This time of year, the youth of Blount County are involved in several 4-H livestock projects. These projects teach important life skills, such as responsibility for raising animals, record keeping, and the importance of biosecurity and welfare of commercial animals.
They must also learn about the animals they are raising. For example in the Chick-Chain, they must be able to identify the different parts of the bird, including type of feathers, and how the breed was developed. They need to know how much protein is in the feed they are providing as well as how to blend feeds to increase the protein and reduce overall feed cost. There is a lot more to these animal projects that just showing up and showing off your work and collecting prize money.
Some of the animal science projects cost a good bit to be involved in. For example, if you want to raise a steer or heifer to show, you will have to either raise one on your farm or purchase one, which can get into money. The 4-H Pig Squeal project requires the purchase of two pigs that cost about $60 each. The 4-H Chick-Chain requires the purchase of 10 pullets at a cost of $50 which includes all required vaccinations.
On the flip side of the cost is the prize money youth can win and auction money at the Pig Squeal and Chick-Chain. Sponsorship of these programs is very important so participants can be rewarded for their effort. If you are ever asked to be a sponsor for any of these programs, please take it into consideration. We’re always going to need folks in animal production because we all like to eat. Other than living on a working farm, there is no better training in animal science than these 4-H programs.
That being said, the Blount County 4-H/FFA Steer and Heifer Show will be held Saturday, March 2, at 3 p.m., at the Blount County-Oneonta Agribusiness Center. Seven exhibitors from Appalachian, Cleveland, Hayden, and Susan Moore will compete for Champion Heifer and Market Animal. This year’s show will begin with the market show (steers and market heifers) and conclude with showmanship classes and the heifer show. We hope that you can come out and support these youth!
Mark your calendar for our annual 4-H Pig Squeal Show and Auction as well. The event is scheduled for April 20 at the Agribusiness Center. The auction will begin at 11 a.m. This is your chance to support these kids and bring home the bacon, literally. After getting the winning bid, you can mark how you want it processed and we will transport it to the processor. All you have to do is pick it up, ready to fry or grill. If you would like to be a sponsor for the 4-H Pig Squeal (all prize money goes to participants), contact the Blount County Extension office at 274-2129. The Master Gardener Plant Sale will be the same day as the Pig Squeal, so come on out and support both.
The Extension office is currently taking registrations for our 4-H Chick-Chain program. Youth, ages 9 to 19 may participate. Youth do not have to be a 4-H Club member. Participants will receive 10 pullets from one of three breeds, Barred Plymouth Rock, Buff Orpington, or Black Australorp. They will raise these birds for approximately 21 weeks. They will bring two birds of the same breed back to the 4-H Chick-Chain Show and Auction, which will be held in conjunction with the county fair in September. Prize money in Showmanship, Best of Breed, overall Champion Bird, and Reserve Champion will be awarded. They also take home the auction money. If this sounds like something your child or grandchild would be interested in, contact our office or go to www.facebook.com/blountcounty4h for additional information. Cost for this program is $50 and registration closes on March 4.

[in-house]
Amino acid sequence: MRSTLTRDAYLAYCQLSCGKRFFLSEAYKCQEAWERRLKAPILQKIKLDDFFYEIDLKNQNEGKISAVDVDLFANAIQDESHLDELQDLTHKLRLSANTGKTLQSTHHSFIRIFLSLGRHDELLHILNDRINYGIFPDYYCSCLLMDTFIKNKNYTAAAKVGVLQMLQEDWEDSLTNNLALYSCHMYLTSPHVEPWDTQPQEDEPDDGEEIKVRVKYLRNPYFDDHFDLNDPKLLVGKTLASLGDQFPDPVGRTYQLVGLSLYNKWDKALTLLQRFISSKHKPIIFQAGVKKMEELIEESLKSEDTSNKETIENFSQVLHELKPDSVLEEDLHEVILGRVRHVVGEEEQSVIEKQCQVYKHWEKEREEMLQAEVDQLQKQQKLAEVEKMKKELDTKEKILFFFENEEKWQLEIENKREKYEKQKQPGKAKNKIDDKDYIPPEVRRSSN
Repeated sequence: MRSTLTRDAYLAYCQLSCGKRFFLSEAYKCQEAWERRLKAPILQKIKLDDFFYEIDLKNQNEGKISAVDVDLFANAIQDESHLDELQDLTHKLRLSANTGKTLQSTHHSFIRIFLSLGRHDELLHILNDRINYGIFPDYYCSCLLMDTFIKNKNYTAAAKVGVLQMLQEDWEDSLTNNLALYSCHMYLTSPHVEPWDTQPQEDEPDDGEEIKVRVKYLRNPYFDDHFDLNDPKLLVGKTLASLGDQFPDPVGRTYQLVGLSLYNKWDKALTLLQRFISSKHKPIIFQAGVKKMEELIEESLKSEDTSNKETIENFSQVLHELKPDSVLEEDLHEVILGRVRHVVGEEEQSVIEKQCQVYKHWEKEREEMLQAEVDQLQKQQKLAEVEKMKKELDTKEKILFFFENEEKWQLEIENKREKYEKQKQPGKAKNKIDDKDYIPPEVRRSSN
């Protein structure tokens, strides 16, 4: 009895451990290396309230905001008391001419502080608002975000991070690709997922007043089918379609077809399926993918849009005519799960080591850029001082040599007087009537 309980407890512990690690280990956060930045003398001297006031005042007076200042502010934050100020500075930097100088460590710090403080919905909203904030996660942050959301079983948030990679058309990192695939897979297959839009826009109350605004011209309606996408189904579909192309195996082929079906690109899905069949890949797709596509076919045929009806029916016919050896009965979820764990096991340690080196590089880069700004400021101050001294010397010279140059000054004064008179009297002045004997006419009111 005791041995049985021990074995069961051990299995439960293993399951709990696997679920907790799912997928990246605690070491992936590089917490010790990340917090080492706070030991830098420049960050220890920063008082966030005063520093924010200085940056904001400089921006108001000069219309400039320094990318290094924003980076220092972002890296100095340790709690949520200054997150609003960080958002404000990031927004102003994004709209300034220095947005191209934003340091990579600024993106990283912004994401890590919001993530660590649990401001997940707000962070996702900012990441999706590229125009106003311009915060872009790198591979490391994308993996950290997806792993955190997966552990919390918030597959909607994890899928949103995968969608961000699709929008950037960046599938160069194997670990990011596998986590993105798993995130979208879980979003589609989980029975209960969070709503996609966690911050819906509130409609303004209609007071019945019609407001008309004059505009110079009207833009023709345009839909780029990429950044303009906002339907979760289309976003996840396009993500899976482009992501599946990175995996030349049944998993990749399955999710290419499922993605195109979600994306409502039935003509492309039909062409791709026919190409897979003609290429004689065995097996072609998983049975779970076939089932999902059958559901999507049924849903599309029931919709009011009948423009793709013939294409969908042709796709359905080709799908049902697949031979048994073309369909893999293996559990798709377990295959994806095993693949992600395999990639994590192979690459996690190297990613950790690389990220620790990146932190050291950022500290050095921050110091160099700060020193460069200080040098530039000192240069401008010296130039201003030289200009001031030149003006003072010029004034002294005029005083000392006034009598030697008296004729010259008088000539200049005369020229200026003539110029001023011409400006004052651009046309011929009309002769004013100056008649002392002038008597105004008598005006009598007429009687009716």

A training program for obtaining a Restricted Use Pesticide Permit for Private Applicators will be conducted on Monday, Feb. 18, at 1 p.m. at the Frank Green Building auditorium. Cost is $20 with checks made out to Blount County Extension. This permit is required for anyone wishing to apply restricted use pesticides on property they own or rent.
What’s Buggin’ You? is a program on nuisance wildlife and insect pests in and around your home and landscape. This should be for all homeowners and will cover fire ants, armadillos, raccoons, squirrels, stinkbugs and more. The program will be conducted on Tuesday, Feb. 19, from 9 a.m. until 11 a.m., at the Frank Green Building auditorium, located at 415 5th Ave. E., Oneonta. We need at least 10 folks to sign up for the program by Friday, Feb. 15, or it will be cancelled. The cost is $10 which can be paid at the door with checks made payable to ACES. If you plan to attend, please call regional agent Bethany O’Rear at (205) 612-9524. She is handling registration.
A Commercial Tomato Program will be conducted on Tuesday, Feb. 19, as well. It will also be in the Frank Green Building auditorium and will begin at 1 p.m. There is no fee and it is open to anyone with an interest in growing tomatoes. Anyone with special needs should call the Extension Office and let us know prior to the meeting.
Sometimes folks ask me what I do. I often sort of stumble around trying to explain my job and I end up just answering, “I’m in the education business.” Now you get a glimpse of why I have a hard time answering the question, kind of like Mr. Kemble on Green Acres, which most folks alive today have never seen.
Dan Porch is County Extension Coordinator with the Blount County Extension Office. Dan lives in and loves Blount County and is available to answer your questions about conservation, agriculture, natural resources, and gardening. He can be reached at (205) 274-2129 or email@example.com.